There’s not much going on as far as this week’s Billboard charts. People apparently ran away from record stores in droves following Easter weekend, and last week’s sales totals are pretty low. Thank goodness for Adele, who scans another 124,000 copies of 21 to land at #1 yet again. Without that number, the chart would look very dismal indeed. The Foo Fighters stand at #2 with a dismal 34,000 copies sold, and the three debuts in the Top Twenty (Explosions in the Sky at #16, Airborne Toxic Event at #17 and Emmylou Harris at #18), all do so with a number a shade below 20K.

Next week’s chart should be significantly livelier (and why couldn’t someone have released at least a couple of those albums the week before?), but until then, why don’t we step into the wayback machine and do some time travelin’. Let’s pop back into the year when grunge first invaded the mainstream, when hip-hop on the charts was starting to morph into more than Young MC and Tone Loc. Billboard magazine was running a feature on the debut of a new artist named R. Kelly, and were also running a 20th anniversary tribute to the maestro of soul, Barry White. Let’s take a look at the album chart from the week ending May 30th, 1992. Here’s that week’s Top 20 albums.

1) The Southern Harmony & Musical Companion | The Black Crowes
2) Totally Krossed Out | Kris Kross
3) Adrenalize | Def Leppard
4) Blood Sugar Sex Magik | Red Hot Chili Peppers
5) Ropin’ the Wind | Garth Brooks
6) No Fences | Garth Brooks
7) Classic Queen | Queen
8) Ten | Pearl Jam
9) Greatest Hits | ZZ Top
10) Wish | The Cure
11) Achtung Baby | U2
12) Fear of the Dark | Iron Maiden
13) Funky Divas | En Vogue
14) Wynonna | Wynonna
15) Nevermind | Nirvana
16) We Can’t Dance | Genesis
17) Off the Deep End | Weird Al Yankovic
18) Mack Daddy | Sir Mix-a-Lot
19) Luck of the Draw | Bonnie Raitt
20) Check Your Head | Beastie Boys

An interesting (and rock heavy) lineup was in the Top 20 this week, led by The Black Crowes’ first (and only) #1 album, which made a splashy debut (selling 142,000 units) and bumped teen rap duo Kris Kross from pole position. Never fear, Daddy Mac and Mac Daddy were in the midst of a 7-week run at the top of the singles chart with their debut single, “Jump”. Believe it or not, “Jump” was only the second single from a black rap act to hit the top of the pop singles chart at that point, following PM Dawn’s “Set Adrift on Memory Bliss”, which topped the charts at the top of the year. “Jump”, however, was quickly followed at the top of the charts by Sir Mix-a-Lot’s “Baby Got Back”. The album that spawned that song, Mack Daddy, was spending it’s first week in the Top 20. Spending it’s first week in the Top Ten? Pearl Jam’s debut album, Ten. Destined to become a rock classic, it’s actually (according to Soundscan) the biggest seller of all the albums in this particular week’s Top 20, scanning just a shade under 10 million units.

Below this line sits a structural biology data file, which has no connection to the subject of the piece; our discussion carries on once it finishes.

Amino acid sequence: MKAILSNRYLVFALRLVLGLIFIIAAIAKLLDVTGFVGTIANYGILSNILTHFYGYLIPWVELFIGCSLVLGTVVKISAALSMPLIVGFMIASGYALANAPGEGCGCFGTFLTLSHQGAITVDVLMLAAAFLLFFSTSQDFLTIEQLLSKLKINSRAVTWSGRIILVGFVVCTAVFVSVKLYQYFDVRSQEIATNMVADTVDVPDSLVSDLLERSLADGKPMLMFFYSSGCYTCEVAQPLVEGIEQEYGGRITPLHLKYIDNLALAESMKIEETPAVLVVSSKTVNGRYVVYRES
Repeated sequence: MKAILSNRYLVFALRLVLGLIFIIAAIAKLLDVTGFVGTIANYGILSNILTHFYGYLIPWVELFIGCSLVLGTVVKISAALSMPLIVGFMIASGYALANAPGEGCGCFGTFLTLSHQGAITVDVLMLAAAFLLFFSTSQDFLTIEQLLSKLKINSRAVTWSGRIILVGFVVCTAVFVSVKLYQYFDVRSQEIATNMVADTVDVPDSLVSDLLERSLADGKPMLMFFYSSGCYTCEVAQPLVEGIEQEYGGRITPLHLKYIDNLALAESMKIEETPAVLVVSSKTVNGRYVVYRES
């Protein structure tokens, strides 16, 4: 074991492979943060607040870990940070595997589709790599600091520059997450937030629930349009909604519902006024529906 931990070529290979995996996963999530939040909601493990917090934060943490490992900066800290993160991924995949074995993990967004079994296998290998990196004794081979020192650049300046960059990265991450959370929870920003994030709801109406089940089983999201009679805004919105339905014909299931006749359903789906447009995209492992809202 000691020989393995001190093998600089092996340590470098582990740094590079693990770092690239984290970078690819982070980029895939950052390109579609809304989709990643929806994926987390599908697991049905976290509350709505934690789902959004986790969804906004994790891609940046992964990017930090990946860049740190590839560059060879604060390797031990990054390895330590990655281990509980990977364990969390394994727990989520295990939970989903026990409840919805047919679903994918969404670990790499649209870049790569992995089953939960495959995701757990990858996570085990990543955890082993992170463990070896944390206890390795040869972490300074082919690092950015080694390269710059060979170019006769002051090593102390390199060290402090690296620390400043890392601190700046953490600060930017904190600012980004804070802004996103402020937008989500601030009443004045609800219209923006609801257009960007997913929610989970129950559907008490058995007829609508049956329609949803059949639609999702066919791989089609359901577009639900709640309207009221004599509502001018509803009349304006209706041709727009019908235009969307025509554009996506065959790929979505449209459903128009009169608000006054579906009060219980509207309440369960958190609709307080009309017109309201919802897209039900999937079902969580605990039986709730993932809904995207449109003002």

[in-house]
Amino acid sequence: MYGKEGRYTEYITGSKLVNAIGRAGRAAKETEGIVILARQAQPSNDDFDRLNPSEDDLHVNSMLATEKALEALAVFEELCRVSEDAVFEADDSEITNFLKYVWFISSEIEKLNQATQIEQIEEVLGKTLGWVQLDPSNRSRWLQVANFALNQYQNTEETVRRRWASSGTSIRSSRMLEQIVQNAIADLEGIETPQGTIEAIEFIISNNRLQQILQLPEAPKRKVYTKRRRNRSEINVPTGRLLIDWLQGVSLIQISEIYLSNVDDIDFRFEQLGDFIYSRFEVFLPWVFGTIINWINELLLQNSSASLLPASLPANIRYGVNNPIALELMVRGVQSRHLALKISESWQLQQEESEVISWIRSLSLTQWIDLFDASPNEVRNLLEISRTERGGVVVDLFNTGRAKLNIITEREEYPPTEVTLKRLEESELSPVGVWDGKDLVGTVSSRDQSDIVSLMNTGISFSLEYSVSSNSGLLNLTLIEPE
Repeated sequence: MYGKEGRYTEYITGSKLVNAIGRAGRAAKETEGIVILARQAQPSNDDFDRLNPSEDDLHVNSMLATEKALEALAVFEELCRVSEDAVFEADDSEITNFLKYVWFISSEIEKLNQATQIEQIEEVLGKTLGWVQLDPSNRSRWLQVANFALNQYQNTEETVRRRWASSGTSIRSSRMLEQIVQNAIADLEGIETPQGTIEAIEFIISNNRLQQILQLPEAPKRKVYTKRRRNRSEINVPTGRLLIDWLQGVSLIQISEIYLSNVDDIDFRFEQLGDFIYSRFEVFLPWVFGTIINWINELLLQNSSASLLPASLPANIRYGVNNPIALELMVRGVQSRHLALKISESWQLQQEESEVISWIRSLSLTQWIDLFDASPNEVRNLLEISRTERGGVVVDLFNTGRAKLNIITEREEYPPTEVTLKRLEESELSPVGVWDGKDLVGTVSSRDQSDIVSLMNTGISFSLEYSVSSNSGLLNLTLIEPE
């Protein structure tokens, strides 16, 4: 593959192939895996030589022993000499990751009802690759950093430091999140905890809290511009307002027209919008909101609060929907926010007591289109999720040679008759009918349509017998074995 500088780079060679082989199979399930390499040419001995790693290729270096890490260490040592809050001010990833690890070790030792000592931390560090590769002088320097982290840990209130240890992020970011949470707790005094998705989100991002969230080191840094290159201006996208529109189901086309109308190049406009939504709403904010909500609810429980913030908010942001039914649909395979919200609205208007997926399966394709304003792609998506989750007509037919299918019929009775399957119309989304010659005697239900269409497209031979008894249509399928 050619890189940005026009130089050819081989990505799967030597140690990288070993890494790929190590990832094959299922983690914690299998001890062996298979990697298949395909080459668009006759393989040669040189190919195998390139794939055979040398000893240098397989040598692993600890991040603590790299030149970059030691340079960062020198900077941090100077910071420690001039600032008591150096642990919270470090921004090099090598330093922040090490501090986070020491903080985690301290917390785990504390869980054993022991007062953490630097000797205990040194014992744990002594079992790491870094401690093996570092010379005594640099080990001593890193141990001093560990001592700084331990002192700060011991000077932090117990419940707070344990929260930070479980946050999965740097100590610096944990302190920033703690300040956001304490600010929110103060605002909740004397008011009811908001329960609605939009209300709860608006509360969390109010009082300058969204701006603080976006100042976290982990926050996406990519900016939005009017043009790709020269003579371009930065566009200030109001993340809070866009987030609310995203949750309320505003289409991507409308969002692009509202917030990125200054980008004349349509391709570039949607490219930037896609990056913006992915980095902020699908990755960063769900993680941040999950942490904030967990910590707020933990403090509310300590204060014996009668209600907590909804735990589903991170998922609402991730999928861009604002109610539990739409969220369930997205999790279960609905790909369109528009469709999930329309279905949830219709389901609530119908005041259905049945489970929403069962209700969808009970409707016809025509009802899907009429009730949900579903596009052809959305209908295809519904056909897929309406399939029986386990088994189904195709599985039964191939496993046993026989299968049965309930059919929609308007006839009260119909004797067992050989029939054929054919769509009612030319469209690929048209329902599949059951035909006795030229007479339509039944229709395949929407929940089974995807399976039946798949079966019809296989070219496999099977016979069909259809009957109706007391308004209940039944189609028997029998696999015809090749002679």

You can look at the other titles in the Top 20 and get a general flavor for what was going on at the time. Garth Brooks was on top of his game (as he was for much of the nineties), as his two signature albums flanked one another in the Top Ten. Freddie Mercury’s November 1991 death (and “Bohemian Rhapsody”‘s prime placement in the first “Wayne’s World” movie, lifted Queen into the Top Ten for the first time in a decade. R&B hadn’t yet really come into it’s own, with only one album from the genre in the Top 20 (although spots 21-30 housed albums by Michael Jackson, Lionel Richie, Color Me Badd and Vanessa Williams), and also outside the Top 20, Bruce Springsteen was feeling the effects of his first (relative) flop albums in ages (Human Touch and Lucky Town ranked at #24 and #37 after seven weeks in stores). Meanwhile, Eurythmics singer Annie Lennox made an inauspicious debut at #33 with her first solo album, Diva. Proving that it ain’t where you start, it’s where you finish, Diva has gone on to sell over 2.7 million albums.

Oh, and the one artist who appears in the Top 20 in ’92 and ’11? Dave Grohl-who was Nirvana’s drummer when Nevermind was a hit back in the day and now serves as the lead singer and drummer of the Foo Fighters, who rest in the runner-up spot this week. Also worth noting this week, the Beastie Boys’ appearance in the Top 20 with Check Your Head, as the trio is set to debut in the Top 5 (or possibly #1) next week.

Here’s this week’s (2011) Top 20 albums, in case you were wondering.

1) 21 | Adele
2) Wasting Light | Foo Fighters
3) Sigh No More | Mumford and Sons
4) Femme Fatale | Britney Spears
5) Lemonade Mouth Soundtrack | Various Artists
6) F.A.M.E. | Chris Brown
7) Glee-The Music Presents: The Warblers | Glee Cast
8) Teenage Dream | Katy Perry
9) Rolling Papers | Wiz Khalifa
10) So Beautiful or So What | Paul Simon
11) My Kinda Party | Jason Aldean
12) Paper Airplane | Alison Krauss & Union Station
13) Doo-Wops & Hooligans | Bruno Mars
14) Loud | Rihanna
15) Songs for Japan | Various Artists
16) Take Care Take Care Take Care | Explosions in the Sky
17) All at Once | Airborne Toxic Event
18) Hard Bargain | Emmylou Harris
19) Hello Fear | Kirk Franklin
20) Now That’s What I Call Music | Various Artists

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